Nip it in the Bud

In my last post I spoke about my new project 1-15-15 which encompasses the rediscovery of my  physical, sexual, and emotional well-being.  Way back when I was a young woman, I imagined by the age of 60 that I would have all the answers, be totally together, and be congruent with the world in which I live.  Now that I am 61 and in the process of rediscovery, I can honestly admit that I don’t know what it looks like to be a whole woman who is sexy, smart, and resilient.  However,  from this space of not knowing, I encounter the UNKNOWN and all of its incredible possibilities and opportunities. What I do know, whether I like it or not, is that life will throw things my way when I least expect it.

The day after I last posted, I had such an opportunity when I attended a lovely cocktail party at a dear friend’s home. When I arrived at the party, I felt comfortable in my skin and was delighted to be there.  I had the good fortune to meet with a lovely couple in their 80s who told me how they met 25 years ago after losing each of their spouses.  I was happy to hear that they found love again after suffering through grief and loss.  As I was leaving the party and saying goodbye to the woman, she told me I was beautiful and looked much younger than my age.  As I was saying thank you, she added “but you are too fat and that is unacceptable for meeting men”.   Wow … from utopia to hell in 30 seconds or less.  I was stunned into silence by her comment.  I mumbled that I gained a great deal of weight after my husband died and was in the process of losing it and getting back into shape.   What I wanted to really do was slap her across the face and scream at her for being cruel and insensitive.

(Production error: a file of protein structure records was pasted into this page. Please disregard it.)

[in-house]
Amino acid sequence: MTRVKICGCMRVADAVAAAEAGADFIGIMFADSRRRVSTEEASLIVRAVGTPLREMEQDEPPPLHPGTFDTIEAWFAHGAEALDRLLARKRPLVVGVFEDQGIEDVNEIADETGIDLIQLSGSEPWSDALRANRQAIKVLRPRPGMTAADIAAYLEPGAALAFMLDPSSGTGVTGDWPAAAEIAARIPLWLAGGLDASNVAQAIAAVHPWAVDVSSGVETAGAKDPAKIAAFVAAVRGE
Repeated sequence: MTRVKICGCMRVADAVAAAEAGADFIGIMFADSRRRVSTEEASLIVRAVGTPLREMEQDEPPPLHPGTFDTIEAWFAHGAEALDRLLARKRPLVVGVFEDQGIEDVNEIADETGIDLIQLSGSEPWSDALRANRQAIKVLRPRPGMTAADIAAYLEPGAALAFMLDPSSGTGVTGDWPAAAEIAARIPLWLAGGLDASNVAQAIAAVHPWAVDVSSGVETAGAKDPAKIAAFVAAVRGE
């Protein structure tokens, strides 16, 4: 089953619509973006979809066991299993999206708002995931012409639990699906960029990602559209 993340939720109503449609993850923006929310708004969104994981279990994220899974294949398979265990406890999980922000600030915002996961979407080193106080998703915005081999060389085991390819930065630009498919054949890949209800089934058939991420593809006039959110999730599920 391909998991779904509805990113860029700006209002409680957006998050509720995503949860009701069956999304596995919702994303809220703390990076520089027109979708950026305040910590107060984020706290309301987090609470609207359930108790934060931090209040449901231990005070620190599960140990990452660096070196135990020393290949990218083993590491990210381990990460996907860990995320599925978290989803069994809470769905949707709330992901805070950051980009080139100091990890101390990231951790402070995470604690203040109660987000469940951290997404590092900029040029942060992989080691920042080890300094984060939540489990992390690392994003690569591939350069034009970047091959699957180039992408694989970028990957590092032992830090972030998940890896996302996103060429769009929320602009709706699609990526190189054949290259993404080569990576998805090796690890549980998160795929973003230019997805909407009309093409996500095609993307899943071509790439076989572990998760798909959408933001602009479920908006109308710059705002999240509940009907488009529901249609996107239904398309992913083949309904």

I left the party in a state of dismay.   I thought through how I wanted to handle the situation.  I spoke to my closest confidants – both men and women – and was supported in how to handle this lack of integrity on the woman’s part.  The following week  I saw her at another party.  I was pleasant upon arrival, but knew it was important to let her stew in her own juices for awhile before I spoke with her.  An hour and a half later I approached her and we spoke.  I took her hand and looked her directly in the eyes.  I told her that her comments to me were unacceptable and offensive.  I also stated that I do not tolerate women treating each other like this. She apologized profusely and felt ashamed.  She and I talked for quite awhile and we each had a healing experience.  I stood in my power and she humbled herself in the face of truth and integrity.

This experience provided me the opportunity to step into my authority and allowed her to take responsibility for her actions.  This was a powerful moment in my journey towards being true to who I am and NOT to the cultural standards that dictate who women are supposed to be in the world.  The moral of the story is be true to who you are and to constantly challenge social and cultural expectations that weigh both women and men down. No pun intended of course!



  1. Kathleen,
    When I read how you looked her in the eye and told her your opinion about what she had said and the effect it had and that you wouldn’t accept it. I got chills. I’m so happy you wrote this. It will empower others to say it right to the person who has hopefully inadvertently forwarded unacceptable societal opinions.

  2. I’m so impressed by how you handled this! And I must say that I see you as the epitome of “sexy, smart, and resilient.” (not to mention compassionate, insightful, etc.)

  3. Kathleen, what a great blog. I love your honesty and candidness in writing how you feel. Congratulations for putting your truth out there. Many of us are so concerned about being liked, we overlook being respected. I am sure that woman looks up to you, and probably wishes she could be as impactful and honest as you. Great job! Barbara Mintzer

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